Sessions across the four-day congress underlined the urgency to step
up prevention efforts and address the behavioural, socio-cultural, and
environmental factors that drive obesity and related non-communicable
diseases, in addition to more individual-based approaches used by
healthcare professionals or people with obesity.
workshop, Rethinking Obesity Prevention in the 21st Century,
kicked off dialogue amongst delegates with a strong call to action
that resonates well with Cities Changing Diabetes ambitions: “Modern
public health strategies must integrate new insights about the complex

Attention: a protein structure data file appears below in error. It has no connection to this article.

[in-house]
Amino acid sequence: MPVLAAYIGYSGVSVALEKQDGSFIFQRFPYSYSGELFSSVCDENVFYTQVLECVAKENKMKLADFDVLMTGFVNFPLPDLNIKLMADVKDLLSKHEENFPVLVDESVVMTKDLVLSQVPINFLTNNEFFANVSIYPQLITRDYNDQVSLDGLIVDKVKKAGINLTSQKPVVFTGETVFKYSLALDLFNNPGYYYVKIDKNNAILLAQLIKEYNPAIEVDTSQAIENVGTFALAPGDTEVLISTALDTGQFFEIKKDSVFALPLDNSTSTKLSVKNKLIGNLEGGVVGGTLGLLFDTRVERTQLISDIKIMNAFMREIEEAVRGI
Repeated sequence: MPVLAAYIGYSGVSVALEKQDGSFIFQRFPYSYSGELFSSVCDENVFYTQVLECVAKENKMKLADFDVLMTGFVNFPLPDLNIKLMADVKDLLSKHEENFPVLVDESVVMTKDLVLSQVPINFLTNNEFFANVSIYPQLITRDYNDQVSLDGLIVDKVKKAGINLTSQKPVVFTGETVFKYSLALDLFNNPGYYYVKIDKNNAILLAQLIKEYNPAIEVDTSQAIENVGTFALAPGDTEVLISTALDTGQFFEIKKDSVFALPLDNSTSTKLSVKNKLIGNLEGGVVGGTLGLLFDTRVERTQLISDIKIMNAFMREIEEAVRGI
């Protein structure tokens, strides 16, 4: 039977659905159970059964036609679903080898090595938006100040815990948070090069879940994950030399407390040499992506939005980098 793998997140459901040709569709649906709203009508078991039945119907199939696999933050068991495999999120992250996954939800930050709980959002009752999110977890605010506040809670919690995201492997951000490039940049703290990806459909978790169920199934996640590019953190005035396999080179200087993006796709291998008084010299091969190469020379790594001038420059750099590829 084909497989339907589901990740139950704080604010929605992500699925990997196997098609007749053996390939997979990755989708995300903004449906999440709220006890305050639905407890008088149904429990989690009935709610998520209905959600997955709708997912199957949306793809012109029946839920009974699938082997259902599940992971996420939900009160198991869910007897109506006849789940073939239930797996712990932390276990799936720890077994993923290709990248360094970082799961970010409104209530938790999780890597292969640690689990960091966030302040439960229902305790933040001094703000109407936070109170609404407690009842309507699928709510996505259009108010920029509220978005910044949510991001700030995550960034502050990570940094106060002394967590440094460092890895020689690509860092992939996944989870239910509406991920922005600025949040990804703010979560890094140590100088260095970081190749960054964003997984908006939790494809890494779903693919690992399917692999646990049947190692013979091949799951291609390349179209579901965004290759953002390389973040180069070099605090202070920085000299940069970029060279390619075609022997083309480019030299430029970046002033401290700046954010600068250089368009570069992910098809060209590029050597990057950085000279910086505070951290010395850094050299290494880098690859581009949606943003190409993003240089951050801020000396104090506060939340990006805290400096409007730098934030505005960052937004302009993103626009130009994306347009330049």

causes and impacts of obesity, including our understanding about the
interaction between psychosocial and biological determinants of
health, and develop obesity prevention and health promotion programmes
that are practical, feasible, equitable and measurable”.
There was strong consensus among attendees, with more than 100
participants, speakers and experts agreeing that – despite all the
complexities and past failures – a renewed effort must be made to
develop, implement and expand cross-sector prevention programmes.